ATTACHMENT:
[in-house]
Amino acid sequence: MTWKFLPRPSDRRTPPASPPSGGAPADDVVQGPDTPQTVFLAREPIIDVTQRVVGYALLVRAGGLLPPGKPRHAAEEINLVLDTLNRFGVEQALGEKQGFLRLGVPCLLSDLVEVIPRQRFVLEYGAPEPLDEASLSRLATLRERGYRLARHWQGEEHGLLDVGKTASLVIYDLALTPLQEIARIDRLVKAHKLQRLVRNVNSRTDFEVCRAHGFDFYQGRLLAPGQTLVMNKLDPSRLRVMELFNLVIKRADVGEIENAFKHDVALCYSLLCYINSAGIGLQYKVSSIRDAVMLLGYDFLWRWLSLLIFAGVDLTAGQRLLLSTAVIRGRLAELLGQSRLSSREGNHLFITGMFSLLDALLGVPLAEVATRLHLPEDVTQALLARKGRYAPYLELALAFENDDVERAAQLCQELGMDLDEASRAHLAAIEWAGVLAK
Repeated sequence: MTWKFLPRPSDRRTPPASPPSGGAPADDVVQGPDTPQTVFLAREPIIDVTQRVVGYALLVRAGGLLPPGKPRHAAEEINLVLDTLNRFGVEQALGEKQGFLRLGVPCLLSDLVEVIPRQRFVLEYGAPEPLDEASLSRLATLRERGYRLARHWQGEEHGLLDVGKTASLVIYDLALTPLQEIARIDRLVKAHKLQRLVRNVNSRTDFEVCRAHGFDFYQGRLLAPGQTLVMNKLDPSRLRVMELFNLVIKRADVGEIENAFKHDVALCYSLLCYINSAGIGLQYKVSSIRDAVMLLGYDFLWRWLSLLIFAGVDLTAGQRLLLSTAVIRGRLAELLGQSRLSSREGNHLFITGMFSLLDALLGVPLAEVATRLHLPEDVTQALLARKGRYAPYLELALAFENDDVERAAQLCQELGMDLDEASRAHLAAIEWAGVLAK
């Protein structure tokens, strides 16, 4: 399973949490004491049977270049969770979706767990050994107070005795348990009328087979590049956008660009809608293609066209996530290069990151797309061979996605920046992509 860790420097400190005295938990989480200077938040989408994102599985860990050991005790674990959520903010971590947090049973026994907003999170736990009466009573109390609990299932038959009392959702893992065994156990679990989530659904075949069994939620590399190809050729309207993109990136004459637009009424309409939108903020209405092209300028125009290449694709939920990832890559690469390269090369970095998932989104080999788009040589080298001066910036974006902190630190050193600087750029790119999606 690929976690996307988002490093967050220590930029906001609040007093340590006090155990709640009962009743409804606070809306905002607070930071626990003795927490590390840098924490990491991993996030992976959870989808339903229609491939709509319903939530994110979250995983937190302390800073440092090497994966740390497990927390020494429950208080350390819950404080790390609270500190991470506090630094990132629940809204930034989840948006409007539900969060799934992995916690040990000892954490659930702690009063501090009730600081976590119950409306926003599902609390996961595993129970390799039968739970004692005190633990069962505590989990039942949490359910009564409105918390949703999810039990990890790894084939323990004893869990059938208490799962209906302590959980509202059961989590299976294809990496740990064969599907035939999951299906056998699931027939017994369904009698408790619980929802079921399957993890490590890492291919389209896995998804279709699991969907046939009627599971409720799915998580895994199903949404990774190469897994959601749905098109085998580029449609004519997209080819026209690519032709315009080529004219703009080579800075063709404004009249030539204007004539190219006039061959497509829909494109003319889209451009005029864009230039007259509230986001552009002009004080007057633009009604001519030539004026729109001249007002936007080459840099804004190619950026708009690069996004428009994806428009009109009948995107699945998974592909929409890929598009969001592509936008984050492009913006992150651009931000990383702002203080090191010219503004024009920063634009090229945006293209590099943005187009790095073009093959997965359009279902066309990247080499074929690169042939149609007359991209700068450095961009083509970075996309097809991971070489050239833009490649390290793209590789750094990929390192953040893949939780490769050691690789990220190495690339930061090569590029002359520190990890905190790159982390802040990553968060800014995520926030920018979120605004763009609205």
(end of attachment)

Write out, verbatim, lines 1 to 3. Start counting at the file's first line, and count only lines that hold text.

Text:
[in-house]
Amino acid sequence: MTWKFLPRPSDRRTPPASPPSGGAPADDVVQGPDTPQTVFLAREPIIDVTQRVVGYALLVRAGGLLPPGKPRHAAEEINLVLDTLNRFGVEQALGEKQGFLRLGVPCLLSDLVEVIPRQRFVLEYGAPEPLDEASLSRLATLRERGYRLARHWQGEEHGLLDVGKTASLVIYDLALTPLQEIARIDRLVKAHKLQRLVRNVNSRTDFEVCRAHGFDFYQGRLLAPGQTLVMNKLDPSRLRVMELFNLVIKRADVGEIENAFKHDVALCYSLLCYINSAGIGLQYKVSSIRDAVMLLGYDFLWRWLSLLIFAGVDLTAGQRLLLSTAVIRGRLAELLGQSRLSSREGNHLFITGMFSLLDALLGVPLAEVATRLHLPEDVTQALLARKGRYAPYLELALAFENDDVERAAQLCQELGMDLDEASRAHLAAIEWAGVLAK
Repeated sequence: MTWKFLPRPSDRRTPPASPPSGGAPADDVVQGPDTPQTVFLAREPIIDVTQRVVGYALLVRAGGLLPPGKPRHAAEEINLVLDTLNRFGVEQALGEKQGFLRLGVPCLLSDLVEVIPRQRFVLEYGAPEPLDEASLSRLATLRERGYRLARHWQGEEHGLLDVGKTASLVIYDLALTPLQEIARIDRLVKAHKLQRLVRNVNSRTDFEVCRAHGFDFYQGRLLAPGQTLVMNKLDPSRLRVMELFNLVIKRADVGEIENAFKHDVALCYSLLCYINSAGIGLQYKVSSIRDAVMLLGYDFLWRWLSLLIFAGVDLTAGQRLLLSTAVIRGRLAELLGQSRLSSREGNHLFITGMFSLLDALLGVPLAEVATRLHLPEDVTQALLARKGRYAPYLELALAFENDDVERAAQLCQELGMDLDEASRAHLAAIEWAGVLAK